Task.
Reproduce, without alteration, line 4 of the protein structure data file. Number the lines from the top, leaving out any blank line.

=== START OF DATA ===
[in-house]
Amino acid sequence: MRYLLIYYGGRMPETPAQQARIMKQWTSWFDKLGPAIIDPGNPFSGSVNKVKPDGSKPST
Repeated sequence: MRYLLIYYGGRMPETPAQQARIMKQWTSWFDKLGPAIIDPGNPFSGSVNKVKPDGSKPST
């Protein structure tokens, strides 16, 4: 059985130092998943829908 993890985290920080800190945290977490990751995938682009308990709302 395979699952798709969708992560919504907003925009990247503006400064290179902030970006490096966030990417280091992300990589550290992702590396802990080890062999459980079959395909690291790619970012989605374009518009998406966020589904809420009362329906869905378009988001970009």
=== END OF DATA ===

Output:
């Protein structure tokens, strides 16, 4: 059985130092998943829908 993890985290920080800190945290977490990751995938682009308990709302 395979699952798709969708992560919504907003925009990247503006400064290179902030970006490096966030990417280091992300990589550290992702590396802990080890062999459980079959395909690291790619970012989605374009518009998406966020589904809420009362329906869905378009988001970009």